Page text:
Display Settings:


Send to:

Choose Destination
Toxicol Pathol. 2003 Jan-Feb;31(1):80-6.

Value of GST-P positive preneoplastic hepatic foci in dose-response studies of hepatocarcinogenesis: evidence for practical thresholds with both genotoxic and nongenotoxic carcinogens. A review of recent work.

Author information

  • 1Experimental Pathology and Chemotherapy Division, National Cancer Center Research Institute, 5-1-1, Tsukiji, Chuo-ku, Tokyo 104 -0045, Japan. htsuda@gan2.ncc.go.jp


Recent low-dose carcinogenesis studies, including major group projects are reviewed. The prevailing paradigm is that carcinogens, particularly genotoxic compounds, have no threshold in exerting their potential for cancer induction. However, the nonthreshold hypothesis can be challenged for cancer risk assessment in humans. A recent very large-scale cooperative effort in Japan furthermore showed that the genotoxic hepatocarcinogen, 2-amino-3,8-dimethylimidazo[4,5-f]quinoxaline, forms DNA adducts and 8-hydroxy-2'-deoxyguanosine at low doses, but does not induce glutathione S-transferase placental form (GST-P) positive foci as preneoplastic lesions in rat liver (< or = 10 ppm in diet). Moreover, very low doses of a N-nitroso compound. diethylnitrosamine (DEN), were also found not to significantly induce GST-P positive foci in rat liver (< or = 0.01 ppm in drinking water). Given the direct correlation between induction of the preneoplastic lesions in the short-term and carcinomas in the longer term with different carcinogens, the results imply a practical nonobserved effect level for hepatocarcinogenicity. Similar results were also observed with so-called nongenotoxic carcinogens such as phenobarbital (PB) and p,p-dichlorodiphenyltrichloroethane (DDT), which do not exert positive effects on lesion development at very low doses. Furthermore, experiments with application of PB and DDT after treatment with DEN indicate that at very low doses (< or = 2 ppm in diet), they may even inhibit the development of GST-P positive foci. The data reviewed provide evidence that preneoplastic foci in the liver can be employed as end-point lesions in place of tumors and that exposure to very low levels of carcinogens, typical of those found in the human environment, does not necessarily present as a risk factor.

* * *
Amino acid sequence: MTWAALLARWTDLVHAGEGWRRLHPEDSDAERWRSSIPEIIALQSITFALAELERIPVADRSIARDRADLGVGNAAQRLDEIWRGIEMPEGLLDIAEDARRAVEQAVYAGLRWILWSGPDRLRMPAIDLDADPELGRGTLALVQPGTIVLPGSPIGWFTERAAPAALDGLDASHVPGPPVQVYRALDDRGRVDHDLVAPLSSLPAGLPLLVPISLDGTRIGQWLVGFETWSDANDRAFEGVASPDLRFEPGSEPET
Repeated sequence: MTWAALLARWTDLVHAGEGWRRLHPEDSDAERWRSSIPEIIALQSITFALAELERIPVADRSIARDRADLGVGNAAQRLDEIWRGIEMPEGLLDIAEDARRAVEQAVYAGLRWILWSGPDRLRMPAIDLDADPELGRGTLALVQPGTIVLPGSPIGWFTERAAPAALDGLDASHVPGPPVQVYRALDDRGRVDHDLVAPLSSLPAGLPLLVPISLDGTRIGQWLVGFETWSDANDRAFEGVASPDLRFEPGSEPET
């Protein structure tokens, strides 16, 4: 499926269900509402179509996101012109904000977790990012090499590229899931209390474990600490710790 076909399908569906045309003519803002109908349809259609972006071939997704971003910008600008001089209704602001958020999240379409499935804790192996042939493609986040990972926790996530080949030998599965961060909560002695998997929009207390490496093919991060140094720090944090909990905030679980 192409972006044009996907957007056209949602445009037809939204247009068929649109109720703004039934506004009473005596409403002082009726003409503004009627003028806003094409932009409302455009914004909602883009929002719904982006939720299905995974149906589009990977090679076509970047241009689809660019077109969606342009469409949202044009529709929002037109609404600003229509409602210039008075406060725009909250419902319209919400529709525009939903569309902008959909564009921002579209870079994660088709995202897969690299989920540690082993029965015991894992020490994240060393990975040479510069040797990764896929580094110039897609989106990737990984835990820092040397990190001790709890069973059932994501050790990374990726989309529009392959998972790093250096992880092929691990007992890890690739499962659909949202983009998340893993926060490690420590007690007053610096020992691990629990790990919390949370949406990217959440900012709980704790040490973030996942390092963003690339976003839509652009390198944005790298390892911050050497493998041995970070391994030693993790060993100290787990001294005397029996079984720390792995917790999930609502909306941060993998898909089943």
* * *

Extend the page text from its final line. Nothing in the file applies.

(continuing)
[PubMed - indexed for MEDLINE]
Free full text
PubMed Commons home

PubMed Commons

How to join PubMed Commons

    Supplemental Content

    Full text links

    Icon for HighWire
    Loading ...
    Write to the Help Desk